Africans reacted angrily Friday after US President Donald Trump reportedly referred to their nations as "shithole countries", with many lashing the US president for racism and ignorance.
The 55-nation African Union condemned the remarks while Botswana and Senegal hauled in the US ambassador to complain.
The comment "truly flies in the face of accepted behaviour and practice," said Ebba Kalondo, spokeswoman for AU chief Moussa Faki.
"This is even more hurtful given the historical reality of just how many Africans arrived in the United States as slaves, and also terribly surprising as the United States remains a massively positive example as just how migration can give birth to a nation," Kalondo said.
The comments were "clearly" racist, Kalondo said, but stressed the US was "much stronger than the sum total of one man".
Trump made the remarks on Thursday in a meeting with lawmakers on immigration reform, The Washington Post and The New York Times reported. On Friday, Trump tweeted an implicit denial, saying "this was not the language used".
The United Nations slammed Trump's reported remarks as "shocking and shameful" and "racist".
"You cannot dismiss entire countries and continents as 'shitholes' whose entire populations, who are not white, are therefore not welcome," Rupert Colville, spokesman for the UN human rights office, told reporters in Geneva.
Botswana summoned the US ambassador to the country to "clarify if Botswana is regarded as a 'shithole' country", according to a foreign ministry statement which called Trump's comments "irresponsible, reprehensible and racist".
Senegal also followed suit with Foreign Minister Sidiki Kaba saying the government "firmly condemned the "unacceptable remarks which undermine human dignity, especially of Africa and her diaspora as well as the peaceful coexistence and good relations between peoples."
- 'Nothing new' -
This is not the first time Trump has rubbed Africans up the wrong way -- he was widely derided last year after he twice referred to Namibia as "Nambia".
On social media, users across the continent on Friday posted images of modern skylines and beautiful nature from their countries with the ironic hashtag "shithole".
Many Africans reminded the US of its historic role in the continent's woes.
"President Trump, One day, I'll take you to a 'shithole' country called Ghana," wrote Ghanaian Edmond Prime Sarpong on Facebook.
"First stop would be Osu Castle, Elmina Castle, and the over 40 Forts that detained about 30 million slaves, beaten and shipped out like sardine cans and then I will tell you the history of Africa and why people like you made that a 'shithole' continent."
Prominent Kenyan commentator Patrick Gathara, told AFP that Trump's words were nothing new from a "racist and ignorant" administration, nor from the West at large.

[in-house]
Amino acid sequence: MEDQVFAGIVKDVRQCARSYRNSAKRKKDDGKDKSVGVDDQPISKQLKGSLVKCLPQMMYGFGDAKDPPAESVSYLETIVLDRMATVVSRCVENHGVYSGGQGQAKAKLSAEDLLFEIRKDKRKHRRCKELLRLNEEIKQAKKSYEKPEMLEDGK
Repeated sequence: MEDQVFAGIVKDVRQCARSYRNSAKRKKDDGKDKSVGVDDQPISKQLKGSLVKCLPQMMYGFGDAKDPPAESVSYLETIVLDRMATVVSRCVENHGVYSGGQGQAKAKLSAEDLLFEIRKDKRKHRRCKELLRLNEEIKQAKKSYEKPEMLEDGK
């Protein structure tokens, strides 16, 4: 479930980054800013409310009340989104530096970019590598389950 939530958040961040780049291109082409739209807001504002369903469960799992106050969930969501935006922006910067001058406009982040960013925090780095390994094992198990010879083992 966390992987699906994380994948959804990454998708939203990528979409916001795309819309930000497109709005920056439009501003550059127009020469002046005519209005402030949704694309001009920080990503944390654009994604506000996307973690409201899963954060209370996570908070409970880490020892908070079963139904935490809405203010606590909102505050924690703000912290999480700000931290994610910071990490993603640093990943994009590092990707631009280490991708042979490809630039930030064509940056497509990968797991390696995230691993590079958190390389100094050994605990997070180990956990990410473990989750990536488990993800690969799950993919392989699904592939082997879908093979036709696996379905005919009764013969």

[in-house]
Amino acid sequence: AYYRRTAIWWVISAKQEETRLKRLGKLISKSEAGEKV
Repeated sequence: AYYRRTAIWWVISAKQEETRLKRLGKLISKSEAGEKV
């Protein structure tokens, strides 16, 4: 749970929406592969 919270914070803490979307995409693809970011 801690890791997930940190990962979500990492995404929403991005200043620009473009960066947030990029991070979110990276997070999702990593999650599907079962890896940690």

"This is no different from what Hollywood and Western media have been saying about Africa for decades. We have consistently been portrayed as shitty people from shitty countries."
- 'Extremely offensive' -
Some acknowledged problems in their countries, but blamed this on their poor leaders as well as western nations such as the US.
"Please don't confuse the #shithole leaders we Africans elect with our beautiful continent... Our motherland is the most blessed continent that has been raped by imperialists in collaboration with our shitty misleaders for generations," wrote Kenyan activist Boniface Mwangi on Twitter.
In South Africa, the ruling African National Congress party declared "ours is not a shithole country" and described Trump as "extremely offensive".
- 'It's our shithole' -
Some Nigerians however did not hold back, with many on Twitter saying their country was a "shithole", but that it was "our shithole" to criticise.
In Senegal's capital Dakar, administrator Idrissa Fall said "we cannot really say that he (Trump) is wrong".
"African countries, and sometimes our leaders, do not exactly deal with the problems of the worst-off, that's what makes people immigrate".
Even war-torn South Sudan weighed in, with President Salva Kiir's spokesman Ateny Wek Ateny slamming the comments as "outrageous".
However Juba businesswoman Jenny Jore, 31, told AFP that Trump's remarks were "on point".
"It is thanks to our African leaders that we are insulted that way," she said.
Trump's latest comments also provided ample fodder for talkshow hosts.
South African comedian Trevor Noah, star of "The Daily Show", described himself as an offended citizen of "South Shithole" and also criticised Trump's preferred choice of Norway for immigrants.
"He didn't just name a white country, he named the whitest -– so white they wear moon-screen," he said.